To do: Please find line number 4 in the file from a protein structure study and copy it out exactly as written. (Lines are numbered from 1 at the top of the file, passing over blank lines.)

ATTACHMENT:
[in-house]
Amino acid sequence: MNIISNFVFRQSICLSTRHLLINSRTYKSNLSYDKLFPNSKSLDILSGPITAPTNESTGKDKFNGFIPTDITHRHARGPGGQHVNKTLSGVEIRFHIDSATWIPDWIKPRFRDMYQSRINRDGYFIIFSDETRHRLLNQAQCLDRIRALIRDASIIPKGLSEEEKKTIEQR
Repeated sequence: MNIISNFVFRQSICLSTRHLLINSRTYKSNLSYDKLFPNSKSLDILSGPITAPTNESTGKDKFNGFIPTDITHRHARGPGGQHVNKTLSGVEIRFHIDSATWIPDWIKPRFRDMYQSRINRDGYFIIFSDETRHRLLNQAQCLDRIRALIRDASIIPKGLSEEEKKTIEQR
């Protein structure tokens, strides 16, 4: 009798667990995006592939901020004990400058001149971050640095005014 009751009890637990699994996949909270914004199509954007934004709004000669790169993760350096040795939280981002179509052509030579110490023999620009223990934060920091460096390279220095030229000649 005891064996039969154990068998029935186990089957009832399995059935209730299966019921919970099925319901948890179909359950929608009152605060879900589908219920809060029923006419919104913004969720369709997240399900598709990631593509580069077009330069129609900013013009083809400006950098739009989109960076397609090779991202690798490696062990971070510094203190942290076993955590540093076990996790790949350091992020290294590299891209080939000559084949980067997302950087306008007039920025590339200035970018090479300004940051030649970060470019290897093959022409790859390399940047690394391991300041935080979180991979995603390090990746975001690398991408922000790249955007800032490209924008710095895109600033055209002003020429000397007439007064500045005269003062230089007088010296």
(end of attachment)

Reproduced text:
């Protein structure tokens, strides 16, 4: 009798667990995006592939901020004990400058001149971050640095005014 009751009890637990699994996949909270914004199509954007934004709004000669790169993760350096040795939280981002179509052509030579110490023999620009223990934060920091460096390279220095030229000649 005891064996039969154990068998029935186990089957009832399995059935209730299966019921919970099925319901948890179909359950929608009152605060879900589908219920809060029923006419919104913004969720369709997240399900598709990631593509580069077009330069129609900013013009083809400006950098739009989109960076397609090779991202690798490696062990971070510094203190942290076993955590540093076990996790790949350091992020290294590299891209080939000559084949980067997302950087306008007039920025590339200035970018090479300004940051030649970060470019290897093959022409790859390399940047690394391991300041935080979180991979995603390090990746975001690398991408922000790249955007800032490209924008710095895109600033055209002003020429000397007439007064500045005269003062230089007088010296």